Winemaker Charlie Holland's (left) experience has led him to an approach to the craft which he describes as "minimal intervention" - doing as little as possible to the wine and let nature fully express itself. The grapes are not mixed with those from other vineyards; every wine produced at Gusbourne comes from grapes grown on their own land, and comes to reflect the estate's idiosyncrasies. After a secondary fermentation in the bottle, there is still no interference, as each wine is left alone to age and develop flavour for at least 3 years.
Charlie became obsessed with wine 15 years ago when he first worked on a vineyard in Australia. He immediately came to love the excitement of the harvest and all the technical aspects winemaking. Over time this fascination grew into a respect for the "blood, sweat, and tears" that goes into each bottle and how a wine can precisely reflect the plot land it comes from.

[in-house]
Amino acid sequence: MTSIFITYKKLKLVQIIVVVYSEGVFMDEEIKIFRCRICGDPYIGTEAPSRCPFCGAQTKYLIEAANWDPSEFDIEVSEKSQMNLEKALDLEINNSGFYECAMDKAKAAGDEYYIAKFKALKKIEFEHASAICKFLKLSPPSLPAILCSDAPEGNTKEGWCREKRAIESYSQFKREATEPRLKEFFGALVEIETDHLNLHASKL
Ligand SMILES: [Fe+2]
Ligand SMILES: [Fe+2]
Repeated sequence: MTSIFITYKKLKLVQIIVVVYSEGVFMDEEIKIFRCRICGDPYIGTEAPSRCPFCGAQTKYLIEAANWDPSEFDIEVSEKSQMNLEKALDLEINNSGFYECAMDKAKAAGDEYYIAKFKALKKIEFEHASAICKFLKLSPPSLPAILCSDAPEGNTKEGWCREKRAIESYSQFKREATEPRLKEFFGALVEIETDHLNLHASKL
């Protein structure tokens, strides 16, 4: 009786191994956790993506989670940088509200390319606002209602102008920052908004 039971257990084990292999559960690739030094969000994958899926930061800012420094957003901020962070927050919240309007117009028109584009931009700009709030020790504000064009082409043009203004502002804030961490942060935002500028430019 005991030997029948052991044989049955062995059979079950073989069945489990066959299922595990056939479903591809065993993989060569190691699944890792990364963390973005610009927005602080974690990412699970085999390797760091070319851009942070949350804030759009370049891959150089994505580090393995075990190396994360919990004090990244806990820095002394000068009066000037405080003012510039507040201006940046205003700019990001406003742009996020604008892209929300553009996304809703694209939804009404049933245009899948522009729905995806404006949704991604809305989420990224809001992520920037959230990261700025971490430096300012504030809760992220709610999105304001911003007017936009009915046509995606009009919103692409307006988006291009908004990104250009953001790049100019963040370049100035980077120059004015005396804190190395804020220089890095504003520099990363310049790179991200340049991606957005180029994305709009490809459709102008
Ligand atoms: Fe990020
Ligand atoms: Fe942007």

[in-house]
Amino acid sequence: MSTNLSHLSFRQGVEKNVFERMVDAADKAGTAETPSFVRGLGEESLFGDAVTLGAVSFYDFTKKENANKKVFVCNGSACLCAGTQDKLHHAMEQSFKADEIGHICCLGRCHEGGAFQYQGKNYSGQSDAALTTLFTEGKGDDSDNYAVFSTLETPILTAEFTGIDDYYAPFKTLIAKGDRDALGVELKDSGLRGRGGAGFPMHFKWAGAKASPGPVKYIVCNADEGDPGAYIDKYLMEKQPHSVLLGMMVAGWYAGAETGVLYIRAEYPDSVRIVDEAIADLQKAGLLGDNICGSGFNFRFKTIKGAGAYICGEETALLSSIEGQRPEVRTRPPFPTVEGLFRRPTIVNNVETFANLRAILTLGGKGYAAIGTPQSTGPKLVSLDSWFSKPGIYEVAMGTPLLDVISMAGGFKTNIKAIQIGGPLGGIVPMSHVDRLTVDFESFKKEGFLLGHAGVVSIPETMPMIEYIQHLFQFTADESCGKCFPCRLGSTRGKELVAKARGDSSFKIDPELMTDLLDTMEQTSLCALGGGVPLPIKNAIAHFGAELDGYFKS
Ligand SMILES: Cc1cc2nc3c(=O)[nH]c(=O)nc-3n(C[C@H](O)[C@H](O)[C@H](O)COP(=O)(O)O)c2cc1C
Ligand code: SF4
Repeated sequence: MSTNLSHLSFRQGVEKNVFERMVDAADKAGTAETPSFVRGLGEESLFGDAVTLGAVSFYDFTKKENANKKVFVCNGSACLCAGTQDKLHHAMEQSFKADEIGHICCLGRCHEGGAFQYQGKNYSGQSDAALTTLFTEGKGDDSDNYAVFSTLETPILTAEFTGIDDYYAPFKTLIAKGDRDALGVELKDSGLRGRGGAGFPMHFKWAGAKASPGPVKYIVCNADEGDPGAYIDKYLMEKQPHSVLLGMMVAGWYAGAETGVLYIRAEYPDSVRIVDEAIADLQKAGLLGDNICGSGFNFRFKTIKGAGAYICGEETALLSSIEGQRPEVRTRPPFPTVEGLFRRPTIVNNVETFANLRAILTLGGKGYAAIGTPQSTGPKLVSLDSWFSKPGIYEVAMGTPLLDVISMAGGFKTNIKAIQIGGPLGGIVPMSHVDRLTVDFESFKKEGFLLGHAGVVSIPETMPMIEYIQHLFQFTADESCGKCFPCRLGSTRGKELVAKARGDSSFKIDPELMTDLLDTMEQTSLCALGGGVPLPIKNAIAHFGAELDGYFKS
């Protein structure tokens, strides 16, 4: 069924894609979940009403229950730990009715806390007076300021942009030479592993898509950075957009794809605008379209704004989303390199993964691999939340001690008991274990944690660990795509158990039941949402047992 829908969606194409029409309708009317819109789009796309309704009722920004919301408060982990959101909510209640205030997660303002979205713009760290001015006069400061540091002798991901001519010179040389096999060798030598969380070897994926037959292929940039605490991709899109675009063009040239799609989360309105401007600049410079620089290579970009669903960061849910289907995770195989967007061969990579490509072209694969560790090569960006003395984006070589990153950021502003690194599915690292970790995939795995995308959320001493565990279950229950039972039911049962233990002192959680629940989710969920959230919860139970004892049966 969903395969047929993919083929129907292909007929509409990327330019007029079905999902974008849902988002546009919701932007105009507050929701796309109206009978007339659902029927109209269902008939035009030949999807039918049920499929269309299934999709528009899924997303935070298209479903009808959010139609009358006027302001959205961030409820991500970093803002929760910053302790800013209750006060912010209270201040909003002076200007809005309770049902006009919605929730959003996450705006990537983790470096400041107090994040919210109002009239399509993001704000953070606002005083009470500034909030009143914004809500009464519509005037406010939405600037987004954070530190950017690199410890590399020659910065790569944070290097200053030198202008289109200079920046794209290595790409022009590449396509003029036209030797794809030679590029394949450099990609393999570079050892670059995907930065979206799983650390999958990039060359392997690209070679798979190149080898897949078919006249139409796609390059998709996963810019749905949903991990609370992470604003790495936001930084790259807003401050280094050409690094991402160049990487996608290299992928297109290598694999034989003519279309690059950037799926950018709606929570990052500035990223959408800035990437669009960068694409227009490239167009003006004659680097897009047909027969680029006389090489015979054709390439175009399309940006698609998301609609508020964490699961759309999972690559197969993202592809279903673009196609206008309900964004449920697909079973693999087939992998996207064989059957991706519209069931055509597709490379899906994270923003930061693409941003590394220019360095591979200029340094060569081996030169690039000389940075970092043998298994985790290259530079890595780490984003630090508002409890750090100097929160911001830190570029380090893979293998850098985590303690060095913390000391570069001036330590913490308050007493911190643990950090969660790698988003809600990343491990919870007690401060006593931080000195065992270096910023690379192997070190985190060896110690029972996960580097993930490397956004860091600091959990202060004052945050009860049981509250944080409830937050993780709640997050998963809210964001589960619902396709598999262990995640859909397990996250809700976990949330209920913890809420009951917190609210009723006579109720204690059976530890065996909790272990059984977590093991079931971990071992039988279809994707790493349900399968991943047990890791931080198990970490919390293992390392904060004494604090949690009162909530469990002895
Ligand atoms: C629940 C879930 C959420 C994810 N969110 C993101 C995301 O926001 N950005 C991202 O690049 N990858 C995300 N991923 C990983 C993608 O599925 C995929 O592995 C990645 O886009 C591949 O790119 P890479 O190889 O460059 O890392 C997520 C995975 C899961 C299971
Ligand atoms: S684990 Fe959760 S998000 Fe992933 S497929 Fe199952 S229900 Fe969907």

The team at Gusbourne has expanded the vineyard over the past two years, planting new vines in promising new spots. Charlie is excited for the future of both Gusbourne and English wine more broadly. "English sparkling wine is now recognised and celebrated as some of the best in the world" he says. "It is difficult to predict how it will develop, but I expect the quality will continue to get better and better. The future for English wine is very bright."